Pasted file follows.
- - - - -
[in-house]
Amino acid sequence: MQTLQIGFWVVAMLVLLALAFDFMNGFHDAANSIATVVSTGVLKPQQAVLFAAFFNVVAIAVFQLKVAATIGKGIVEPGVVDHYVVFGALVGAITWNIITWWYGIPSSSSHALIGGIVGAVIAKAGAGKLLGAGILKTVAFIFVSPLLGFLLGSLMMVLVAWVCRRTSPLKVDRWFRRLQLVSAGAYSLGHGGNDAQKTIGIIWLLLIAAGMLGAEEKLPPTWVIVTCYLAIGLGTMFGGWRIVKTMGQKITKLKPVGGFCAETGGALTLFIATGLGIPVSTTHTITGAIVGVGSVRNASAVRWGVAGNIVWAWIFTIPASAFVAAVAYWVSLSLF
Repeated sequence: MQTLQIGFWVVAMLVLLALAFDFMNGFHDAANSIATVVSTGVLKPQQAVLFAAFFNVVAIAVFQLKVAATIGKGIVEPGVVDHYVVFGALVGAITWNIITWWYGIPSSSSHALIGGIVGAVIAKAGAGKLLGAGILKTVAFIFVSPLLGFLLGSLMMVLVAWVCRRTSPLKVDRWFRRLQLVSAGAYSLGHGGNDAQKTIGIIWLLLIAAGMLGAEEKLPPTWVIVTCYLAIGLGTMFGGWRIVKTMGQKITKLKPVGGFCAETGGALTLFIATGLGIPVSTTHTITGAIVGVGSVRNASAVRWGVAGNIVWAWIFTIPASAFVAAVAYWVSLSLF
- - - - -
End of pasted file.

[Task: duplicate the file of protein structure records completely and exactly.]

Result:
[in-house]
Amino acid sequence: MQTLQIGFWVVAMLVLLALAFDFMNGFHDAANSIATVVSTGVLKPQQAVLFAAFFNVVAIAVFQLKVAATIGKGIVEPGVVDHYVVFGALVGAITWNIITWWYGIPSSSSHALIGGIVGAVIAKAGAGKLLGAGILKTVAFIFVSPLLGFLLGSLMMVLVAWVCRRTSPLKVDRWFRRLQLVSAGAYSLGHGGNDAQKTIGIIWLLLIAAGMLGAEEKLPPTWVIVTCYLAIGLGTMFGGWRIVKTMGQKITKLKPVGGFCAETGGALTLFIATGLGIPVSTTHTITGAIVGVGSVRNASAVRWGVAGNIVWAWIFTIPASAFVAAVAYWVSLSLF
Repeated sequence: MQTLQIGFWVVAMLVLLALAFDFMNGFHDAANSIATVVSTGVLKPQQAVLFAAFFNVVAIAVFQLKVAATIGKGIVEPGVVDHYVVFGALVGAITWNIITWWYGIPSSSSHALIGGIVGAVIAKAGAGKLLGAGILKTVAFIFVSPLLGFLLGSLMMVLVAWVCRRTSPLKVDRWFRRLQLVSAGAYSLGHGGNDAQKTIGIIWLLLIAAGMLGAEEKLPPTWVIVTCYLAIGLGTMFGGWRIVKTMGQKITKLKPVGGFCAETGGALTLFIATGLGIPVSTTHTITGAIVGVGSVRNASAVRWGVAGNIVWAWIFTIPASAFVAAVAYWVSLSLF